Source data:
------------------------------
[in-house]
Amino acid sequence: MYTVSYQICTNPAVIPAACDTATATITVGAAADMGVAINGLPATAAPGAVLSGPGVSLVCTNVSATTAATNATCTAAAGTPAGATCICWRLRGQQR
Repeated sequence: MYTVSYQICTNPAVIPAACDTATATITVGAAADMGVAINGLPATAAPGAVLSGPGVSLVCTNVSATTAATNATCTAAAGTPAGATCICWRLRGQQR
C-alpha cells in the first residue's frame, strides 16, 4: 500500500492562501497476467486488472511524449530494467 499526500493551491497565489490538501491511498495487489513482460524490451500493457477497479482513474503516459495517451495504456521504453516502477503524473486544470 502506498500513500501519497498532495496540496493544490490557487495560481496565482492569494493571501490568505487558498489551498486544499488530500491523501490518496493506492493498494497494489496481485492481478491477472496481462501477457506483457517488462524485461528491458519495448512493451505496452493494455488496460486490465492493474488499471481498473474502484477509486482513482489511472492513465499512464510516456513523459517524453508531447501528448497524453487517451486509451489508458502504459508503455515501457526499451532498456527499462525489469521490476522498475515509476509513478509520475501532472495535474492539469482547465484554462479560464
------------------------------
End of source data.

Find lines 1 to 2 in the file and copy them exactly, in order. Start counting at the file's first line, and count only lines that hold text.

[in-house]
Amino acid sequence: MYTVSYQICTNPAVIPAACDTATATITVGAAADMGVAINGLPATAAPGAVLSGPGVSLVCTNVSATTAATNATCTAAAGTPAGATCICWRLRGQQR